There are lots of difficult biblical stories; stories which transmit societal rules and then go about breaking them as part of the storyline. We are familiar with this phenomenon already from the earliest stories in the Torah. Early biblical society practiced a principle known as primogeniture, namely, the firstborn son was intended to carry on the familial legacy. Yet, time after time, in the patriarchal stories, it was not the firstborn who heads up the next generation but the younger son.
In our haftarah, Yiftah is a character, who for all intents and purposes, was meant to be a societal outcast. He was born of an illicit relationship: “And Yiftah the Gileadite was a valiant warrior, and he was the son of a whore-woman, and Gilad had begotten Yiftah.” (11:1) This did not sit well with his step brothers, sired by his father once he married: “And Gilad’s wife bore him son, and the wife’s sons grew up and they drove Yiftah out and said to him: ‘You shall not inherit your father’s house, for you are the son of another woman.’” (11:2) Yiftah was forced to flee and to live on the fringe of society. The story obviously does not end here for Yiftah becomes a “strongman” who is called upon to save the nation from its enemies and to serve both as its leader and savior.
The medieval commentators make an effort to try to temper Yiftah’s strangeness by somehow elevating his social status. Targum Yonatan, the Jewish Aramaic translation of the Prophets, turns “zonah – harlot” into “pundekita -innkeeper”. Rabbi David Kimche (12th century Provence) asserts that Yiftah’s mother was a “pilegesh” (concubine), a relational status established in rabbinic law. He further states that the reason she had this status was because it was thought improper to marry someone outside of your own tribe so that the tribe’s property would remain in house. The common thread in these comments is the search to give Yiftah a sense of legitimacy.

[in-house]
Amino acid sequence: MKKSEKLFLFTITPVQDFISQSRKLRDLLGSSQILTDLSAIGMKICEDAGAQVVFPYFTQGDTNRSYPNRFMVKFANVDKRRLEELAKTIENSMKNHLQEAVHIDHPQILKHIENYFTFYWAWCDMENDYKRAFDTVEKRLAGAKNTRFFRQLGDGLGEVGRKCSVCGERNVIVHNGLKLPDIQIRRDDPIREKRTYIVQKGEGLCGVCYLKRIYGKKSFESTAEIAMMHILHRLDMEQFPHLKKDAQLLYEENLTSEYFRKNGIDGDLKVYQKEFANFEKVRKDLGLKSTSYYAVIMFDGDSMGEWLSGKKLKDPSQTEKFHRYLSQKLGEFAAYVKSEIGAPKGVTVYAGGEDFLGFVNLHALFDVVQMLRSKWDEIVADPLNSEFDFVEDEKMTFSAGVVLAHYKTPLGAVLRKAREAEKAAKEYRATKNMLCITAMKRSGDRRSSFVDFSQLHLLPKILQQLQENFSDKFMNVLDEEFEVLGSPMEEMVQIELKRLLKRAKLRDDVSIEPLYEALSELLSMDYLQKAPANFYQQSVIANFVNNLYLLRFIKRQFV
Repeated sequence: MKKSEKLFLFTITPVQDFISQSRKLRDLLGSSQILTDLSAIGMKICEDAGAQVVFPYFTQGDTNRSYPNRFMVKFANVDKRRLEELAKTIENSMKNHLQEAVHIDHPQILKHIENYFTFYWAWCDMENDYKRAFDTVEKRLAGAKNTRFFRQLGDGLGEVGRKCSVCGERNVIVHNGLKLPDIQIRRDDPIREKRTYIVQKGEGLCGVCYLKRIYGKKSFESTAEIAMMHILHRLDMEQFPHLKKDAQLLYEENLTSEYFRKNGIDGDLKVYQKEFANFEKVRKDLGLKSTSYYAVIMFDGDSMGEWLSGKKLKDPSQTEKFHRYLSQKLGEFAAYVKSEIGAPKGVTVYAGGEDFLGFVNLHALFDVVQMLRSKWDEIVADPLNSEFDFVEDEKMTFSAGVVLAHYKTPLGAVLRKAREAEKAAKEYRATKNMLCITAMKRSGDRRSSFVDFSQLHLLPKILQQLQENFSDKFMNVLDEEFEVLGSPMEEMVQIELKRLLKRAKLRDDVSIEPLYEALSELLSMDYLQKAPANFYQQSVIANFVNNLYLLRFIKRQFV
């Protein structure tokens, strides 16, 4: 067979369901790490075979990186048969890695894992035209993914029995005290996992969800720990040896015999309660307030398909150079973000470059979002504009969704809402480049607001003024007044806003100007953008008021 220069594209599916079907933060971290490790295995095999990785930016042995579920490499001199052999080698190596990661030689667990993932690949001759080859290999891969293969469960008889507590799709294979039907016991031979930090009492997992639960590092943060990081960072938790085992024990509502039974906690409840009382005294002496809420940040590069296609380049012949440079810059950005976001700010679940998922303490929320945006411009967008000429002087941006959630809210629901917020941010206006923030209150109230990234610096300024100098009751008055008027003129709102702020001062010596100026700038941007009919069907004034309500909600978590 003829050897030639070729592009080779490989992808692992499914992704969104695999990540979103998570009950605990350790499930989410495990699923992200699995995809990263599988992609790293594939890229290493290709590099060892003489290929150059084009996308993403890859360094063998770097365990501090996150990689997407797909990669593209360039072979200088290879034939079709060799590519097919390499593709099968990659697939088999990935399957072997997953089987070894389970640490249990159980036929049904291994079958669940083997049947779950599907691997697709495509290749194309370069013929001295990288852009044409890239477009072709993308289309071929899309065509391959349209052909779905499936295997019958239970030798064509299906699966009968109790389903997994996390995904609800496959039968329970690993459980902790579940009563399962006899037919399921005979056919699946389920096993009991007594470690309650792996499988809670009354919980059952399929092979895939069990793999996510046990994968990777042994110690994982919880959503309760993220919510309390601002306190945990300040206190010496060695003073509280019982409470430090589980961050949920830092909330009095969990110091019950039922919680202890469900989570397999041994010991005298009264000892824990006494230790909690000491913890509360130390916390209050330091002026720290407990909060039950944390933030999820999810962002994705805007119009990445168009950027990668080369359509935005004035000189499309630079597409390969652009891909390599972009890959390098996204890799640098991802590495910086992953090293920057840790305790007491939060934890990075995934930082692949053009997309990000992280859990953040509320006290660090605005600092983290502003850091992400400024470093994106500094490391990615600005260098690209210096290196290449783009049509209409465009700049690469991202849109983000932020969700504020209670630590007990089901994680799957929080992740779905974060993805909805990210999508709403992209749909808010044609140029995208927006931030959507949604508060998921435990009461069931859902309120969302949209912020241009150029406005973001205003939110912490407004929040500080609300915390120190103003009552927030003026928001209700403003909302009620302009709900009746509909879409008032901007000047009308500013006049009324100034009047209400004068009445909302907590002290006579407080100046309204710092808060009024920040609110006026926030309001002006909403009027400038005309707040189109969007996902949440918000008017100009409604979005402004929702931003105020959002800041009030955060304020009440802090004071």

Still, it seems that the story is intent in capitalizing on Yiftah’s status as an outsider, a common theme among the heroes of the book of Judges. Perhaps there is a lesson to be had here in both the biblical story and the attempt of the commentators to legitimize Yiftah’s status. The storyline seemingly chastises the community for making Yiftah an outcast. It makes its leaders “eat their words”. On the other hand, the commentators teach us how important it is for a society to have rules which govern conduct in order to establish legitimacy. The wisdom is in knowing how to balance between these two disparate values.